Organic Wine

The marking “Contains sulfites” on wine bottles unsettled many wine lovers. What are sulfites in wine and why are they included often in organic wine? The obligation to declare sulfur in wine on the label, if the wine above 10 mg / l SO2 contains is in the European Union since 2005. On the bottle you will find the note “Contains sulphites”. This is true both for conventional and organic wines. Because sulfites in wine to taste, this Declaration triggered considerable uncertainty among consumers. It was asked whether it involves a new additive, if the recording is harmful and how these sulphites can be possibly out of the way. First of all, it can be stated that there is no wine completely free of sulphites is, because this is a byproduct of the fermentation of the grape must through the yeast cells.

But sulfites used to artificially the most wines, and we are talking to them. The addition of sulphites is no new invention. Historical sources show that the Sulfuration of wine was known already in ancient Rome. What do the sulfites in wine? Aerated sulphur or sulphur dioxide (SO2) or sulfites act as preservatives in wine. The oxidation of the wine is prevented by the addition of sulfur. Sulphur dioxide so readily reacts with oxygen, that any other oxidation, so the reaction of the other ingredients in the wine or cider with oxygen is prevented.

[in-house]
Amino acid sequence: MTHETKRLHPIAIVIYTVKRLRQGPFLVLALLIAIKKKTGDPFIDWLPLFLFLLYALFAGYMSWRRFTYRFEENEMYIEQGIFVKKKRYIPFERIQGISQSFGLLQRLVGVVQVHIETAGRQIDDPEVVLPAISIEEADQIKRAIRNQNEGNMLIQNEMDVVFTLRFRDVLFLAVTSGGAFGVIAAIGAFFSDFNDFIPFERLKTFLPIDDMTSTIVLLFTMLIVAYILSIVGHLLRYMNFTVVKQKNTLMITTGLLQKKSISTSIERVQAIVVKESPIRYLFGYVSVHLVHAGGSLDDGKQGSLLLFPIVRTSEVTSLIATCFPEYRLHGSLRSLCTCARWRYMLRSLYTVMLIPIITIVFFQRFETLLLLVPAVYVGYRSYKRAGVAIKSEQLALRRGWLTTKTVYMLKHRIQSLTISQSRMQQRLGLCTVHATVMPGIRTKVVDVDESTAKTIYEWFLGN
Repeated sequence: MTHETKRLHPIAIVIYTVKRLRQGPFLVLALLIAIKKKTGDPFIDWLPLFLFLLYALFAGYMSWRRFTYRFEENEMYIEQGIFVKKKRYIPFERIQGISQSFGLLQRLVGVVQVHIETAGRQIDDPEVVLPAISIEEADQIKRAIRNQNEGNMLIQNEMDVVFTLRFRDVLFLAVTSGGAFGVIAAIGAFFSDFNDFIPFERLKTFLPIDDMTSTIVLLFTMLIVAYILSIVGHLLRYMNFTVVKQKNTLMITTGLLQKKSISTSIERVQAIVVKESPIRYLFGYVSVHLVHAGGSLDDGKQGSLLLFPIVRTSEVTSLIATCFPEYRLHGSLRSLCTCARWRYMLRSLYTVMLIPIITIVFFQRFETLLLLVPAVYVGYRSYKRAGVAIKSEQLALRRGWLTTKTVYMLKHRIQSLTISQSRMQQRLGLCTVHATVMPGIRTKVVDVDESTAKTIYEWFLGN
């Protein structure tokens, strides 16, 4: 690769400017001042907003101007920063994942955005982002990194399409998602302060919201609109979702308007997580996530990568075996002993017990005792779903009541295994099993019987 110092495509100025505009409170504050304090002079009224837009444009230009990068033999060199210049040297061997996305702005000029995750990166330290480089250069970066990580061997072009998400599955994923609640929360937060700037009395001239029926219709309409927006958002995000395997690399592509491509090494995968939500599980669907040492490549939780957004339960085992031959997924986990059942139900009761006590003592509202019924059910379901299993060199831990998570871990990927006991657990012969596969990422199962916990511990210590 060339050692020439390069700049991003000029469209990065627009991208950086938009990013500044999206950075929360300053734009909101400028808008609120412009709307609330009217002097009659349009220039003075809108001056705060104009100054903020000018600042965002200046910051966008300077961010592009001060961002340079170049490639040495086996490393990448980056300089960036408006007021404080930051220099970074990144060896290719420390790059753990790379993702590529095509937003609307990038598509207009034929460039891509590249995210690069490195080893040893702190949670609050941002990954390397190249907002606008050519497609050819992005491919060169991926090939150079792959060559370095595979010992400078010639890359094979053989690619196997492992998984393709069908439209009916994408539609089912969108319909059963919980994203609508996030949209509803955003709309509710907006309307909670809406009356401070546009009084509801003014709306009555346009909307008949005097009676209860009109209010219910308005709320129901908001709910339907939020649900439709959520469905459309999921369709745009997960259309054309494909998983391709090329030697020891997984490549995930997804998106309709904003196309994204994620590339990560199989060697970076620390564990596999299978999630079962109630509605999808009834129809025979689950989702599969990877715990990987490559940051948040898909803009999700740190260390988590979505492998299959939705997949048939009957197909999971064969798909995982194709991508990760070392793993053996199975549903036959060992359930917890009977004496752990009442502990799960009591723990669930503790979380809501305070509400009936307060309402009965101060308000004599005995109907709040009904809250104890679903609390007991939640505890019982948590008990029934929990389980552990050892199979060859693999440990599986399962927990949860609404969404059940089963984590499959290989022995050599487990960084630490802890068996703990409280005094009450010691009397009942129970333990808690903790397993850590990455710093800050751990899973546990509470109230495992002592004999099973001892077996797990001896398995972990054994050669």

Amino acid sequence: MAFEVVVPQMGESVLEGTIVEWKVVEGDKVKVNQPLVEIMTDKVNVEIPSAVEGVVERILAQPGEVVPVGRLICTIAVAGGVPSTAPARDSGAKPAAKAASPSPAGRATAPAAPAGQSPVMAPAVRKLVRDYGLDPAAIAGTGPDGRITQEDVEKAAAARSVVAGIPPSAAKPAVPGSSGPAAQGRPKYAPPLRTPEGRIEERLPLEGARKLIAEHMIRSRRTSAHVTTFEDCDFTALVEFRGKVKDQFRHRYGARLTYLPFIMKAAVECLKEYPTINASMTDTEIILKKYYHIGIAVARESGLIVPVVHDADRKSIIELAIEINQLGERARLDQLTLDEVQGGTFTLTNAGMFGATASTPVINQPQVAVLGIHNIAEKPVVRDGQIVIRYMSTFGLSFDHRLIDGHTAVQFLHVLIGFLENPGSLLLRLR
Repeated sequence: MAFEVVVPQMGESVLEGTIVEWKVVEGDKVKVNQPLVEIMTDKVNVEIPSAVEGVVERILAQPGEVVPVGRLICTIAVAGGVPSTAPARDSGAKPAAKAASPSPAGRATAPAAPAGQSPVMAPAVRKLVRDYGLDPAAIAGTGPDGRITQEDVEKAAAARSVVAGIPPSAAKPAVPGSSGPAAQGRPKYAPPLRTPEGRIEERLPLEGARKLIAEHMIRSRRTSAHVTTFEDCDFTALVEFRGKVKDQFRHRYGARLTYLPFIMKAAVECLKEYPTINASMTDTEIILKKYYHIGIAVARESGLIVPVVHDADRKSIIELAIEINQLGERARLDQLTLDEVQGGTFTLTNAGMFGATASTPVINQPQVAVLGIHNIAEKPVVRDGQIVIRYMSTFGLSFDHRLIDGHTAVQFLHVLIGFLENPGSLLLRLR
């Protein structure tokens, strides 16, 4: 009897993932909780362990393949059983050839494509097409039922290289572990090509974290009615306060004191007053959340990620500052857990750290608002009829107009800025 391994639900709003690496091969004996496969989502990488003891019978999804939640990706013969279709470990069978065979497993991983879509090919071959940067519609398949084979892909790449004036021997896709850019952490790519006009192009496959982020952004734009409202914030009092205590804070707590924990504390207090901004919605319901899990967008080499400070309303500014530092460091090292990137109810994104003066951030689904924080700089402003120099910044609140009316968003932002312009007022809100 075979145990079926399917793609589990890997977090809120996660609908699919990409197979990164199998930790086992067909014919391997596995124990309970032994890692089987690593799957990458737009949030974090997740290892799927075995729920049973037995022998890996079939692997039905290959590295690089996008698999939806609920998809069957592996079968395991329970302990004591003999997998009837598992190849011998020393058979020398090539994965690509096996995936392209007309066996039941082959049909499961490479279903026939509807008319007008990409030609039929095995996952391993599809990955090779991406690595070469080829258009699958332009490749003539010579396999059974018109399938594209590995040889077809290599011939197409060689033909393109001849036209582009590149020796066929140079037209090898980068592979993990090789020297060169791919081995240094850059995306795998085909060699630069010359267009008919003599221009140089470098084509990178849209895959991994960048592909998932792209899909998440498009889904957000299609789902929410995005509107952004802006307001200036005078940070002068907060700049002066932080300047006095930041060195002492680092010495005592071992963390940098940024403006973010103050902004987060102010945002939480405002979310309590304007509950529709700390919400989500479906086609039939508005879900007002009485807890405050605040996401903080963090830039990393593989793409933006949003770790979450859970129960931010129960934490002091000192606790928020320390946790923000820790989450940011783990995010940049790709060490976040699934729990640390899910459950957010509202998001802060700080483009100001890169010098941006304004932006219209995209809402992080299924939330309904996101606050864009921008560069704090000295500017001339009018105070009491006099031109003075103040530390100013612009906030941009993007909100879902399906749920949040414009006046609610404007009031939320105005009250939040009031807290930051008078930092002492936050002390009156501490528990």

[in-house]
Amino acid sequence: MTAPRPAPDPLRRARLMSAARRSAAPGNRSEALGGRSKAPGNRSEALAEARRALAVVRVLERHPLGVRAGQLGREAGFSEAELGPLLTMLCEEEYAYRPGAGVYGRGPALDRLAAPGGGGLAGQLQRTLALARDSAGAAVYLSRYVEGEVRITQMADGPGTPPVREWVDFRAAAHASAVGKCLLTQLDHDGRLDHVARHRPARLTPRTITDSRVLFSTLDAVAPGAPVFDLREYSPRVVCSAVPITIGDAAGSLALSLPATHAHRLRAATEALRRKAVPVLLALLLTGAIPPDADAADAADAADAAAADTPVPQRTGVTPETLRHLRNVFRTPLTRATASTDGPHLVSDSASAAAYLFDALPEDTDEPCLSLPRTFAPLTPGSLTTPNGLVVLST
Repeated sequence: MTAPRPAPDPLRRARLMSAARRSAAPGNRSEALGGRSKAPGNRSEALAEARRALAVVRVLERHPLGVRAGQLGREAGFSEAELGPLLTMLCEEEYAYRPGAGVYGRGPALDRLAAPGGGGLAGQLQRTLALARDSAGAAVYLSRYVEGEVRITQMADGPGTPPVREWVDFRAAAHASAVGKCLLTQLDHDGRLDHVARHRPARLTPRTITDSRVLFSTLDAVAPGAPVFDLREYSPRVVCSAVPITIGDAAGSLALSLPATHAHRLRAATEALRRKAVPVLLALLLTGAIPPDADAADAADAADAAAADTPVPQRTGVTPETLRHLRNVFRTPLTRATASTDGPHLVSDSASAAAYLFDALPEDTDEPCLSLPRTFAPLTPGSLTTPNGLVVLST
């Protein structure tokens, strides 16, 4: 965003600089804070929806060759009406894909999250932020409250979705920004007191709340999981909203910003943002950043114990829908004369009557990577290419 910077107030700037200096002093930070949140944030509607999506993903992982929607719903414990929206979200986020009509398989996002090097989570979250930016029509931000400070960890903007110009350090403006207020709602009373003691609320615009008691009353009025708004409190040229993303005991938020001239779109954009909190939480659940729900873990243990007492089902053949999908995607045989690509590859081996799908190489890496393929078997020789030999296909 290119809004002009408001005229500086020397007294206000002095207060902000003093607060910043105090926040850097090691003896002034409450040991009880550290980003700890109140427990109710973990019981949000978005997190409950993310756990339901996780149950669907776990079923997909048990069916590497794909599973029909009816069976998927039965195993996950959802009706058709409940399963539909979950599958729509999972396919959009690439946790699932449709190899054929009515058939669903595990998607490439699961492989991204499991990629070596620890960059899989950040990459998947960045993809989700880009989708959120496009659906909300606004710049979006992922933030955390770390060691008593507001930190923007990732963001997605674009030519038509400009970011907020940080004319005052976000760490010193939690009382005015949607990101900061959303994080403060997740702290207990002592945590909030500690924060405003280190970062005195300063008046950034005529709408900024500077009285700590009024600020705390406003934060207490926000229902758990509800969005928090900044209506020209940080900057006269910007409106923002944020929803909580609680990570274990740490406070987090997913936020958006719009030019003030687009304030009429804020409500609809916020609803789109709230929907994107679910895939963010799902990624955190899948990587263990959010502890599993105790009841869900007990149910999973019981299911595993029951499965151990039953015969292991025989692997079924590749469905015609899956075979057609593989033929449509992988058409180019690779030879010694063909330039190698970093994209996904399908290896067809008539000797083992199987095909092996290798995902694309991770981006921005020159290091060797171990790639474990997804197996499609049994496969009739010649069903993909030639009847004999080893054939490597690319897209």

This is the wine better shelf life and maintains its characteristics longer after opening. Also, sulphur is anti-microbial and enzyme-inhibiting. It prevents the development of unwanted bacteria and yeast strains and thereby prevents false fermentations, which affect the flavor and quality of the wine. Are these sulphites as harmful to humans? The amounts of sulphites, usually contained in the wine are not harmful or unhealthy for most people. The digestion of food creates a far greater quantities of sulfite, E.g.

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